Explaining third-party intervention in ethnic conflict: Theory and evidence
One of the most challenging developments for students of international relations is the resurgence of ethnic strife, including secessionism and irredentism. Basic questions are only beginning to be addressed in the post-Cold War era. Why are some states more likely than others to intervene in ethnic conflicts? How can international norms about third-party intervention in ethnic conflicts be evaded or ignored by some states but respected by others? Why are some states inclined to use force rather than mediation to resolve ethnic strife? In short, what accounts for the emergence of adventurous and belligerent foreign policies with respect to internal ethnic conflicts? These questions are of increasing importance to students of international politics, yet the dynamics and internationalisation of ethnic conflict are far from fully understood. This study focuses on the dynamics of third-party intervention in ethnic strife and implications for peaceful resolution. The first section presents a model that identifies the general conditions under which ethnic strife is most likely to lead to intervention by third-party states. The second uses four cases to illustrate, within the context of the model, different processes with respect to internationalisation of ethnic conflict. The third and final stage identifies implications for policy and theory, along with directions for future research.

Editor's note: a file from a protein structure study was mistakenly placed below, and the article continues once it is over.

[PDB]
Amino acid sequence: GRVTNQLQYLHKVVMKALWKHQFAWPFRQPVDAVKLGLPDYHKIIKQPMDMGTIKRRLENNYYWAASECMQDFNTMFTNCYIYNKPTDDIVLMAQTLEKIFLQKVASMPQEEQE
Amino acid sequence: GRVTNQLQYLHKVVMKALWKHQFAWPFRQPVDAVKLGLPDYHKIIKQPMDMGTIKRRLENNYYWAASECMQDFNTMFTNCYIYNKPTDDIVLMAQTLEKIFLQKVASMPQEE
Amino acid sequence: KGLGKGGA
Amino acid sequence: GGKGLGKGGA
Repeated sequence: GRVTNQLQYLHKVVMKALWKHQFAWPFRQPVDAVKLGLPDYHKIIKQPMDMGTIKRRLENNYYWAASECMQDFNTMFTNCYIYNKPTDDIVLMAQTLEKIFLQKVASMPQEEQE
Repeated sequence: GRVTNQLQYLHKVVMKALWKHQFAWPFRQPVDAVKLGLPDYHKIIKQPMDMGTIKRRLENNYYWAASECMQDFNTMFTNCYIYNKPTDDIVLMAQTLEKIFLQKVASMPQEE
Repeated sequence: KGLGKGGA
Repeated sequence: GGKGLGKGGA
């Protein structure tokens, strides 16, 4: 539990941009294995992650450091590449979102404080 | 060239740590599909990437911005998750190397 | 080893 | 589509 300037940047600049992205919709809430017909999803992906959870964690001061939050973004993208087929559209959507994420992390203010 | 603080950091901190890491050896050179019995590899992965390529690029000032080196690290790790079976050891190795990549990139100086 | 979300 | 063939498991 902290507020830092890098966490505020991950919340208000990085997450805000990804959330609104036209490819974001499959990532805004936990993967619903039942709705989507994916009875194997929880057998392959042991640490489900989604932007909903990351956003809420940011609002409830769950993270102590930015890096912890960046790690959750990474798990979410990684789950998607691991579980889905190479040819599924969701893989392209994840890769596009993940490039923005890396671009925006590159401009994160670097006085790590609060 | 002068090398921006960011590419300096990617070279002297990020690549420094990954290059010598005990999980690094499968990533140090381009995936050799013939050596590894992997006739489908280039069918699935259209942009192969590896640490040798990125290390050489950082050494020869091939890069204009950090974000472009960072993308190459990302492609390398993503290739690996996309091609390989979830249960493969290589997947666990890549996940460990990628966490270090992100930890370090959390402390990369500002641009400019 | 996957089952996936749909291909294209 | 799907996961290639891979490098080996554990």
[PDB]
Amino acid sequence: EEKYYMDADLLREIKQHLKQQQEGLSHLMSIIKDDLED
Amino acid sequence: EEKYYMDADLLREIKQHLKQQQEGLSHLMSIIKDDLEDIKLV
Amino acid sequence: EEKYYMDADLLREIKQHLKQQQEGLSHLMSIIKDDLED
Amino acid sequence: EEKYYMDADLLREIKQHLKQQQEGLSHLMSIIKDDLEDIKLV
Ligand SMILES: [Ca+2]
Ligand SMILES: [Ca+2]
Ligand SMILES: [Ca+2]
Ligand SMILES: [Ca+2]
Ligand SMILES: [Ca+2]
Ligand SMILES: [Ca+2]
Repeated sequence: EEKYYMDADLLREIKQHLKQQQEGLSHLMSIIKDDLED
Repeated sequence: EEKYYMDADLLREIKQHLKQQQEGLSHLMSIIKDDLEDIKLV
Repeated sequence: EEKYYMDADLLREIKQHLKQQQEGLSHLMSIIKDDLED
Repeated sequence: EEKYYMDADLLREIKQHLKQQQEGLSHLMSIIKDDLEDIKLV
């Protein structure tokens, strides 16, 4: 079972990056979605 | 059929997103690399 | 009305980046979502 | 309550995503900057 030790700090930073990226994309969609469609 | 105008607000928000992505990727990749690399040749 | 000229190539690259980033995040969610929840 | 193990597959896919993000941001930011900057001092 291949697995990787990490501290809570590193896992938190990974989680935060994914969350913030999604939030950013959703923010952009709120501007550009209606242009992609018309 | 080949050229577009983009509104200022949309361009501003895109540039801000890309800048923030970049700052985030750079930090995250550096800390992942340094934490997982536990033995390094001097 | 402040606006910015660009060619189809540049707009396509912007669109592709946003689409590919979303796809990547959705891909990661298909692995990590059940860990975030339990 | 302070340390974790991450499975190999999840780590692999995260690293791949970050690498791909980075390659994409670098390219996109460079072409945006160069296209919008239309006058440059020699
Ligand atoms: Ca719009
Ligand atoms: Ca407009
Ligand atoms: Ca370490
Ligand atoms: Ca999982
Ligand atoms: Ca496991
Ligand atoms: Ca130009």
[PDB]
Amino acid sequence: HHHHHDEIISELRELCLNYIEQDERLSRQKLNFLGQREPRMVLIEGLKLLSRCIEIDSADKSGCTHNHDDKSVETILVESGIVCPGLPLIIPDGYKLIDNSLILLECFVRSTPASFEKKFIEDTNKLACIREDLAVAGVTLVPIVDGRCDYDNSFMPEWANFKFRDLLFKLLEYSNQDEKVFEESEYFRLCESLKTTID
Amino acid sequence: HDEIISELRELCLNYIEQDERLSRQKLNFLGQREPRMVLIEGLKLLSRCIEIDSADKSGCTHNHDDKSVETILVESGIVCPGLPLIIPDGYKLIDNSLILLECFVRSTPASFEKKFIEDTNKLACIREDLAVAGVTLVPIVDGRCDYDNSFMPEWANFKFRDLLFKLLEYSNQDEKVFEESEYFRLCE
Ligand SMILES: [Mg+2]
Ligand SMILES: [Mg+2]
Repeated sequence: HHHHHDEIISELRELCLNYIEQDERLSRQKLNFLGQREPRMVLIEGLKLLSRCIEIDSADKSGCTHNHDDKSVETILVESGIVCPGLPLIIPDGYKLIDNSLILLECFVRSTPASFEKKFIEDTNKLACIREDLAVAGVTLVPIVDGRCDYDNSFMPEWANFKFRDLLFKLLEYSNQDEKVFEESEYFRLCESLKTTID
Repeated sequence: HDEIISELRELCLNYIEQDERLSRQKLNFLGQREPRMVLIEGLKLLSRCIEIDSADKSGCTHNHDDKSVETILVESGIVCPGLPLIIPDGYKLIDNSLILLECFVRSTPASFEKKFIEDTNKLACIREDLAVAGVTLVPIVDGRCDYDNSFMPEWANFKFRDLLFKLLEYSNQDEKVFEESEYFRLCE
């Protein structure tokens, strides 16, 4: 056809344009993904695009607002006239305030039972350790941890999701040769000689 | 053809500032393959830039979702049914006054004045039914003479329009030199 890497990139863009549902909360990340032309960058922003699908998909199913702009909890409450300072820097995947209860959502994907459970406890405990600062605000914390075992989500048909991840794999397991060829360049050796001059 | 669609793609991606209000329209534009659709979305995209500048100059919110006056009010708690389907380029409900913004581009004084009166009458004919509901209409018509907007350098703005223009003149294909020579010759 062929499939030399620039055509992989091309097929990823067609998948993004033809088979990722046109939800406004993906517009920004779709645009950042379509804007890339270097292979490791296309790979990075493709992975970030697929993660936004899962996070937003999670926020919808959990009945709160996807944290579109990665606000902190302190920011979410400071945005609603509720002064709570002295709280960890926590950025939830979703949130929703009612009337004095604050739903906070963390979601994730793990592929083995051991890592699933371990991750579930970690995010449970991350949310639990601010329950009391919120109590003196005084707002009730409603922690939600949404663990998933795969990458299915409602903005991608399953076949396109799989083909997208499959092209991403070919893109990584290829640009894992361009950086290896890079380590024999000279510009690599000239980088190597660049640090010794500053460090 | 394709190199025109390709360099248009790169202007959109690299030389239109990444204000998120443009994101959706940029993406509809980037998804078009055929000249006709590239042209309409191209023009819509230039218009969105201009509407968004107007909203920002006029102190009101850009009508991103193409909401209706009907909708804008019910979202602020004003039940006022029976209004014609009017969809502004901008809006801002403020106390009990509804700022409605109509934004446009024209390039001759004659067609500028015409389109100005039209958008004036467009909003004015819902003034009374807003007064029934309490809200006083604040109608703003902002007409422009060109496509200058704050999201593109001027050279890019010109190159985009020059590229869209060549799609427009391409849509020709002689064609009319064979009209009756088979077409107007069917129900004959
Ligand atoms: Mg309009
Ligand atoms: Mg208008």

|Journal||Nations and Nationalism|
Carment, D, & James, P. (Patrick). (2000). Explaining third-party intervention in ethnic conflict: Theory and evidence. Nations and Nationalism, 6(2), 173–202.